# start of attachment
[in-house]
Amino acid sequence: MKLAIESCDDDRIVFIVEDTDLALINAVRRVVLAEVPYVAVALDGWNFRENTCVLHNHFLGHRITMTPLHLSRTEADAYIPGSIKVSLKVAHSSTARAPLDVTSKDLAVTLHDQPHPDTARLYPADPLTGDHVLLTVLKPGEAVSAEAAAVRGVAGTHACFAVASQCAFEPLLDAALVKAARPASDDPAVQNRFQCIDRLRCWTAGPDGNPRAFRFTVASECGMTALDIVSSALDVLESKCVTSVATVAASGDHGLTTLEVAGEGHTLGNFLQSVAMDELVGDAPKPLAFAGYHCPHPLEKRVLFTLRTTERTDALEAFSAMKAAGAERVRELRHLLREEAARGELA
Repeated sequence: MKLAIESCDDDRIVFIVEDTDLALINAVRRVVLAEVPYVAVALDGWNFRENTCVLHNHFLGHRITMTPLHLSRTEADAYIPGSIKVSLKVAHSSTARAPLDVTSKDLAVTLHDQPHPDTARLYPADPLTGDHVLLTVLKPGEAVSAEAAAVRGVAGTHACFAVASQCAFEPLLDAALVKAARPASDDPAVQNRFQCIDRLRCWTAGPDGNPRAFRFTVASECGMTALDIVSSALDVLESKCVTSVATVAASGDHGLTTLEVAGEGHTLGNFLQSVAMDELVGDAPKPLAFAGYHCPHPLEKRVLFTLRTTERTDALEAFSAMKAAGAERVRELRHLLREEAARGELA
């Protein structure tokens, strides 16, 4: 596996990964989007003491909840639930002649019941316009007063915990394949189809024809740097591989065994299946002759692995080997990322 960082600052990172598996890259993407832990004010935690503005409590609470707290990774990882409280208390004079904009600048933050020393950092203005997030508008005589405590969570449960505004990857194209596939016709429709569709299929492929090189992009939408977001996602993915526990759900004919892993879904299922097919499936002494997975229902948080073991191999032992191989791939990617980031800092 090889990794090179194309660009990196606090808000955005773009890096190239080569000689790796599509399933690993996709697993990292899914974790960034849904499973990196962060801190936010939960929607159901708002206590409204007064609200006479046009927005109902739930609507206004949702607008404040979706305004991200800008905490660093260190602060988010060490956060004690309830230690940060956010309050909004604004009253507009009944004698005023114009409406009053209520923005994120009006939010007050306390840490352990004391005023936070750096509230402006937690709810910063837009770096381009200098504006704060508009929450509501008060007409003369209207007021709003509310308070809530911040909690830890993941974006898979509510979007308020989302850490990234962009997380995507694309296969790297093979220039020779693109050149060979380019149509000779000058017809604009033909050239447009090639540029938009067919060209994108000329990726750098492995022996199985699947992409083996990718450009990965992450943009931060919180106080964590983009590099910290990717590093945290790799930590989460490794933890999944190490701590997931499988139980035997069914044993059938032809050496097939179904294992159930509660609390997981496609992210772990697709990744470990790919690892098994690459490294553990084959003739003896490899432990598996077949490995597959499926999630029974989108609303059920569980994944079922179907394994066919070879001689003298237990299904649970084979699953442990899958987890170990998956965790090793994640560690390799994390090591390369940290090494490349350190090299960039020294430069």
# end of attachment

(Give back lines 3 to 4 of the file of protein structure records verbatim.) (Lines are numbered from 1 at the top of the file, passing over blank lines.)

Repeated sequence: MKLAIESCDDDRIVFIVEDTDLALINAVRRVVLAEVPYVAVALDGWNFRENTCVLHNHFLGHRITMTPLHLSRTEADAYIPGSIKVSLKVAHSSTARAPLDVTSKDLAVTLHDQPHPDTARLYPADPLTGDHVLLTVLKPGEAVSAEAAAVRGVAGTHACFAVASQCAFEPLLDAALVKAARPASDDPAVQNRFQCIDRLRCWTAGPDGNPRAFRFTVASECGMTALDIVSSALDVLESKCVTSVATVAASGDHGLTTLEVAGEGHTLGNFLQSVAMDELVGDAPKPLAFAGYHCPHPLEKRVLFTLRTTERTDALEAFSAMKAAGAERVRELRHLLREEAARGELA
């Protein structure tokens, strides 16, 4: 596996990964989007003491909840639930002649019941316009007063915990394949189809024809740097591989065994299946002759692995080997990322 960082600052990172598996890259993407832990004010935690503005409590609470707290990774990882409280208390004079904009600048933050020393950092203005997030508008005589405590969570449960505004990857194209596939016709429709569709299929492929090189992009939408977001996602993915526990759900004919892993879904299922097919499936002494997975229902948080073991191999032992191989791939990617980031800092 090889990794090179194309660009990196606090808000955005773009890096190239080569000689790796599509399933690993996709697993990292899914974790960034849904499973990196962060801190936010939960929607159901708002206590409204007064609200006479046009927005109902739930609507206004949702607008404040979706305004991200800008905490660093260190602060988010060490956060004690309830230690940060956010309050909004604004009253507009009944004698005023114009409406009053209520923005994120009006939010007050306390840490352990004391005023936070750096509230402006937690709810910063837009770096381009200098504006704060508009929450509501008060007409003369209207007021709003509310308070809530911040909690830890993941974006898979509510979007308020989302850490990234962009997380995507694309296969790297093979220039020779693109050149060979380019149509000779000058017809604009033909050239447009090639540029938009067919060209994108000329990726750098492995022996199985699947992409083996990718450009990965992450943009931060919180106080964590983009590099910290990717590093945290790799930590989460490794933890999944190490701590997931499988139980035997069914044993059938032809050496097939179904294992159930509660609390997981496609992210772990697709990744470990790919690892098994690459490294553990084959003739003896490899432990598996077949490995597959499926999630029974989108609303059920569980994944079922179907394994066919070879001689003298237990299904649970084979699953442990899958987890170990998956965790090793994640560690390799994390090591390369940290090494490349350190090299960039020294430069």